In a fitting finale for the International Year of Astronomy (IYA 2009), astronomers and archaeologists will celebrate the five millennia of astronomical heritage at Stonehenge, the most sophisticated stone circle in the world and amongst Europe’s most important Neolithic sites. The attractions include a free public astronomy exhibition and expert-led tours of the site and surrounding landscape.
Activity on the world famous Stonehenge site dates from earlier than 3000 BCE and the monument was constructed over several phases lasting for more than 1500 years. The purpose of the site varied over time and is still a matter for debate, but it has a strong astronomical connection, making it an appropriate place for the UK IYA2009 closing event. The stones align with the positions of the Sun and Moon as they rise and set, for example at the solstices and during years when the tilt of the Moon’s orbit around the Earth makes it travel to extreme northern and southern positions in the sky (described as a ‘major standstill’).
The celebration begins with the opening of the ‘From the Earth to the Universe’ (FETTU) exhibition alongside the Stonehenge visitor centre. This free exhibition, running from 16th December to 3rd January 2010 (except on 25th and 26th December), features a series of stunning images of objects across the Universe, from stars and planets to nebulae and galaxies; all made using telescopes on the ground and in space. FETTU aims to show the public how astronomy has developed in the 400 years since Galileo turned his telescope towards the night sky, let alone in the more than 5000 years since the first stages of the construction of Stonehenge.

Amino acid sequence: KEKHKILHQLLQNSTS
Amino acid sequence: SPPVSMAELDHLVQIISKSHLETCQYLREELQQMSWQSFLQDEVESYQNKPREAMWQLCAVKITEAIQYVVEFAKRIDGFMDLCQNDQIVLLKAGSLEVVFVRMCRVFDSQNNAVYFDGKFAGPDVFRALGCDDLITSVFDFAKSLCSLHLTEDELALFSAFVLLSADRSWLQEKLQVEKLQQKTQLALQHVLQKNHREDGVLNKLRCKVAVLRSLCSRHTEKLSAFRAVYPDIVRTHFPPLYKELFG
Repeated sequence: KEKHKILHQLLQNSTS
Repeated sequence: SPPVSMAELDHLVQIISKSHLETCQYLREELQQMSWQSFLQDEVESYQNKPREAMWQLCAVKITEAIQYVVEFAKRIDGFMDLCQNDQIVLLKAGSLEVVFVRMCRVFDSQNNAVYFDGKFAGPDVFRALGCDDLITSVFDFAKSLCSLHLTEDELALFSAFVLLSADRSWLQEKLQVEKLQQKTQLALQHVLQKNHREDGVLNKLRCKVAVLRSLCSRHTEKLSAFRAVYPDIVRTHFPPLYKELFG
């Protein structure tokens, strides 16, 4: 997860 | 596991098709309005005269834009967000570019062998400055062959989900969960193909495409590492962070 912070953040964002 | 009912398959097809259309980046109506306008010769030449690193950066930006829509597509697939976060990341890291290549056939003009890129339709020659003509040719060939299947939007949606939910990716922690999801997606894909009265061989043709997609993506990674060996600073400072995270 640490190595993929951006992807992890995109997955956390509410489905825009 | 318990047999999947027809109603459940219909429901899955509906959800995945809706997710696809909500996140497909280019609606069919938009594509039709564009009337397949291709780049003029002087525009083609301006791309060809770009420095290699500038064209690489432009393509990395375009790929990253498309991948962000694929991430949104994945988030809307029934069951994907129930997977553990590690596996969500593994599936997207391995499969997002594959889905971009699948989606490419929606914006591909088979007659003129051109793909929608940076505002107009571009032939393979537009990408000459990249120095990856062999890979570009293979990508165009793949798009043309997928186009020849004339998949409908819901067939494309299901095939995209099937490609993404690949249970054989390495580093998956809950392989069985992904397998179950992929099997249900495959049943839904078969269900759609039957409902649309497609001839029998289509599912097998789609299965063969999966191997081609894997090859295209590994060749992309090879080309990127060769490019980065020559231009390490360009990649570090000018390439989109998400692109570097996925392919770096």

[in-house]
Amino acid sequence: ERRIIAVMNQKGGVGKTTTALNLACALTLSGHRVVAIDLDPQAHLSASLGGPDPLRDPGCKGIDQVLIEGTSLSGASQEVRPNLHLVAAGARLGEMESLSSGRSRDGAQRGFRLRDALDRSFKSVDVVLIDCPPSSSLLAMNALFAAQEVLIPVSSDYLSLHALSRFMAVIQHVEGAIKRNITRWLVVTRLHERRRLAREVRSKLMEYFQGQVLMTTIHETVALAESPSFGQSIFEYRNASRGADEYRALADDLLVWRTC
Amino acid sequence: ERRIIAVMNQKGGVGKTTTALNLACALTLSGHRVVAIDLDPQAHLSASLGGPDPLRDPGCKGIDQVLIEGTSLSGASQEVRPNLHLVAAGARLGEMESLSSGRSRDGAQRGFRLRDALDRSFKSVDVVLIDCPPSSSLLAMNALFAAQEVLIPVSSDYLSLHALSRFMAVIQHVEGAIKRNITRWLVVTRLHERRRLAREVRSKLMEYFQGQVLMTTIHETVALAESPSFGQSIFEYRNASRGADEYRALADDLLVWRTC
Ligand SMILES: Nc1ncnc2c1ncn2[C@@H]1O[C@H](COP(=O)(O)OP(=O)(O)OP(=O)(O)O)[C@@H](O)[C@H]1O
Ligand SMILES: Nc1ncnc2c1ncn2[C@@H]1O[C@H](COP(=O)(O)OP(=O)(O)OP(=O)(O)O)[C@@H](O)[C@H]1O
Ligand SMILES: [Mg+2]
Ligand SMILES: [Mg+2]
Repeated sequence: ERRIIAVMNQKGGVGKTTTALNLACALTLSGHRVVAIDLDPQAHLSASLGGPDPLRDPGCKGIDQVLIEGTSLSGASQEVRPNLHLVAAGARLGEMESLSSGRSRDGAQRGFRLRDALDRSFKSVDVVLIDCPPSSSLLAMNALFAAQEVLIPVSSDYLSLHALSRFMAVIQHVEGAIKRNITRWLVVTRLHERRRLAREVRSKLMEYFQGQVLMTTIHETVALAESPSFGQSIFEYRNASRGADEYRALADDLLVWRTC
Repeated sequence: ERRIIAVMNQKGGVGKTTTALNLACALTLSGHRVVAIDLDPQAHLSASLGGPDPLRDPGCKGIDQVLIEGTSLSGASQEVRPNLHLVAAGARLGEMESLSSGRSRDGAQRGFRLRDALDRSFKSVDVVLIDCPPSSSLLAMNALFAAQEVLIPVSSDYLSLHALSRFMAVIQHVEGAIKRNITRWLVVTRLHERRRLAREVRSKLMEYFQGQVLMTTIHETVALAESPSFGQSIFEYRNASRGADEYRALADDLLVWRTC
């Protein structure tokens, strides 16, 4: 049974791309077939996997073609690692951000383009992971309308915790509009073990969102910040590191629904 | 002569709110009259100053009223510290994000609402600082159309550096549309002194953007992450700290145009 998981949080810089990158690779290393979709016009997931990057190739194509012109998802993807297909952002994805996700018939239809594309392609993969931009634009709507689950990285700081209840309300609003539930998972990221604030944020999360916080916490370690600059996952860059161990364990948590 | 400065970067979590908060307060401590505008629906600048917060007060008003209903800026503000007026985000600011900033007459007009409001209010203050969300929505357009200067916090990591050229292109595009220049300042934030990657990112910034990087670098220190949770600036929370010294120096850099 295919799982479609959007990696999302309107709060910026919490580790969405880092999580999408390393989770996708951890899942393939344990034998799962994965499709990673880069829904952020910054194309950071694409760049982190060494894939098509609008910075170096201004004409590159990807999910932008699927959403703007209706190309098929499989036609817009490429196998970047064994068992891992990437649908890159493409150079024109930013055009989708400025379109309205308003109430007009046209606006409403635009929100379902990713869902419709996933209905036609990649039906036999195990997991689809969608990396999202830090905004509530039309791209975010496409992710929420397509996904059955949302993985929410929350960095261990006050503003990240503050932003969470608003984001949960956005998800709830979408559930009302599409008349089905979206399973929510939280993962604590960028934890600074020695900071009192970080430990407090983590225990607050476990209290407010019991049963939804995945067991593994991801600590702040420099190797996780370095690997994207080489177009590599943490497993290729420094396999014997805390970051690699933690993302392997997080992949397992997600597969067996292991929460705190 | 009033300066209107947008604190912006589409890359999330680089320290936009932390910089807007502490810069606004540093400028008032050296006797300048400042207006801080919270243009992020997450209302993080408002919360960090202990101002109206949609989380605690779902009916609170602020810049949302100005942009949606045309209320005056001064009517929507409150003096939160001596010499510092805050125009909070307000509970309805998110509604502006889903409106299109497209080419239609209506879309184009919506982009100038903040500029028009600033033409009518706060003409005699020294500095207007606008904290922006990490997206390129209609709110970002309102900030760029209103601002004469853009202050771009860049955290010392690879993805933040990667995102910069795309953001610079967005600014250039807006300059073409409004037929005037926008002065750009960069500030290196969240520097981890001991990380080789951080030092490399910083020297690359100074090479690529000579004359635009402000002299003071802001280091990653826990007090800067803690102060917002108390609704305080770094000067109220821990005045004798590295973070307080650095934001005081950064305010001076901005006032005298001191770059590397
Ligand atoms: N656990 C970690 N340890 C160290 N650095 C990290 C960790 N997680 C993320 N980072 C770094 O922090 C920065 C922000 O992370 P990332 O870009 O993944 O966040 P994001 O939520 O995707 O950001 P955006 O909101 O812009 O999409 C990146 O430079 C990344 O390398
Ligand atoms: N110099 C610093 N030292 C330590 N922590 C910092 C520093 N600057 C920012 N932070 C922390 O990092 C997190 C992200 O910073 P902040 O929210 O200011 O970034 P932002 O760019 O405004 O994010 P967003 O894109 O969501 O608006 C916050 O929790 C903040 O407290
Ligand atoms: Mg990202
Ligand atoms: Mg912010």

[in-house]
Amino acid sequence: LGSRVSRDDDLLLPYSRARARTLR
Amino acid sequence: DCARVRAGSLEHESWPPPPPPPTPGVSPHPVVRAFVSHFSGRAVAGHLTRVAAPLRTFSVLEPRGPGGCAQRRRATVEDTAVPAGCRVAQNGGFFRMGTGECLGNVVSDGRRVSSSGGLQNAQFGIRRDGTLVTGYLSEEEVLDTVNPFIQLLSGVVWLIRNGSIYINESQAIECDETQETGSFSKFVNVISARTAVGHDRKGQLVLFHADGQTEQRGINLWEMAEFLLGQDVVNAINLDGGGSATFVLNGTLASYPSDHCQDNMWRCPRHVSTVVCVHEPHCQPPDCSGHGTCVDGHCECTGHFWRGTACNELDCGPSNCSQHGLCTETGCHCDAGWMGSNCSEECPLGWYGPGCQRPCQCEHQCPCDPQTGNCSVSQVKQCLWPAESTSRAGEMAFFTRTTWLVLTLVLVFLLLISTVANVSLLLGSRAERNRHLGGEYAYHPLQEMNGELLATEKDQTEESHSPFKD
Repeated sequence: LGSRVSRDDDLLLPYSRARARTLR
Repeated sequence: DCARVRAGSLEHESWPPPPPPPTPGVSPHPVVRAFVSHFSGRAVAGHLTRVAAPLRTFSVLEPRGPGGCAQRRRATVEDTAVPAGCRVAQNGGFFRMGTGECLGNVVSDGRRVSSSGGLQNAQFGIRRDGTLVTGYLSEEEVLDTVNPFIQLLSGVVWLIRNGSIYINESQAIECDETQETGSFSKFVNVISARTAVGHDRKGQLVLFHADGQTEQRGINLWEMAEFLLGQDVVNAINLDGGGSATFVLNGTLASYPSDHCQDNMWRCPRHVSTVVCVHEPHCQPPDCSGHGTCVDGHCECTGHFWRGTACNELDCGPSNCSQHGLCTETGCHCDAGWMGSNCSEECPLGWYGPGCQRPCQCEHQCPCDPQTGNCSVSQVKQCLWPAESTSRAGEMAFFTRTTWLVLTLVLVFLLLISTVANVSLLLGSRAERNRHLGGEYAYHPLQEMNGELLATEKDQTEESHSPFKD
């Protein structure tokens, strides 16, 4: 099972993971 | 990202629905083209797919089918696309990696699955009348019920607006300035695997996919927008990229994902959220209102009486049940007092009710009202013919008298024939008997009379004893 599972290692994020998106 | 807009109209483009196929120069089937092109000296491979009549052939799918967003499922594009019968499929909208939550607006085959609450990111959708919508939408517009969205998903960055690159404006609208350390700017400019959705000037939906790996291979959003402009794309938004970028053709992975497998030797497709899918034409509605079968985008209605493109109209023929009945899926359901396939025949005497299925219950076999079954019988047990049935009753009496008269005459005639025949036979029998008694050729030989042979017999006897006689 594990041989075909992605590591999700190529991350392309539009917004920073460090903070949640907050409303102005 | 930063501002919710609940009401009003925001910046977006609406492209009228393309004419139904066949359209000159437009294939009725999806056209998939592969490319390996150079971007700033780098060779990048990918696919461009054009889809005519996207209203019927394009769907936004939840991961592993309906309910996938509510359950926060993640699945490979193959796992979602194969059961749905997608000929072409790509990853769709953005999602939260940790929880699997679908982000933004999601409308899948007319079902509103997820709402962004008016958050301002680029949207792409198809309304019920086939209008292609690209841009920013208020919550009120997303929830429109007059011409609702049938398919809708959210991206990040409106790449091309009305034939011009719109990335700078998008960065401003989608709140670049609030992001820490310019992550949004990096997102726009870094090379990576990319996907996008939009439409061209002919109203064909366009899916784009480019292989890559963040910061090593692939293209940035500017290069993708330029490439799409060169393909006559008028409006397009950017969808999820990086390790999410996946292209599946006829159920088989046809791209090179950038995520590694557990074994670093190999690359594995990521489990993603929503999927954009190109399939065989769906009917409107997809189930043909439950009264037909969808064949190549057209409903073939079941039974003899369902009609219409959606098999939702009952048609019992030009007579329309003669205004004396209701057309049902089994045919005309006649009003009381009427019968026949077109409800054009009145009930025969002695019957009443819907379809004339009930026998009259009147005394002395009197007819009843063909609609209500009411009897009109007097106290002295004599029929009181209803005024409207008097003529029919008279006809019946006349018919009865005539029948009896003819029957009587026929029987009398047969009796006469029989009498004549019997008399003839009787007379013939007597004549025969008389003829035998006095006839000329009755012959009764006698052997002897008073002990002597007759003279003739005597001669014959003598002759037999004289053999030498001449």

On 21st December is the winter solstice, when in northern hemisphere countries the Sun reaches its lowest apparent position in the sky and the number of hours of daylight reach a minimum (the so-called shortest day). The stones of the Stonehenge monument not only famously align with the rising position of the Sun around the summer solstice (described as the longest day of the year) but also with its setting position at the winter solstice.
The site also has possible connections with the Moon, in years when the tilt of the Moon’s orbit around the Earth makes it travel to extreme northern and southern positions in the sky (periods described as major standstills).
In the run up to the solstice, from 16th to 19th December leading specialists will be on hand to offer public tours of the site and surrounding area. These will be available during the day to any visitors who have purchased a normal site admission ticket.
The expert guides include archaeologists, Andrew Lawson, Julian Richards, Mike Allen and Julie Gardner, archaeoastronomer Clive Ruggles and astronomers Mark Bailey, Mike Edmunds and Derek McNally and IYA2009 UK chair Ian Robson. Some of the guides are involved in the Stonehenge Riverside project conducting new excavations in the area over the last five years and others are members of the Astronomical Heritage Committee of the Royal Astronomical Society.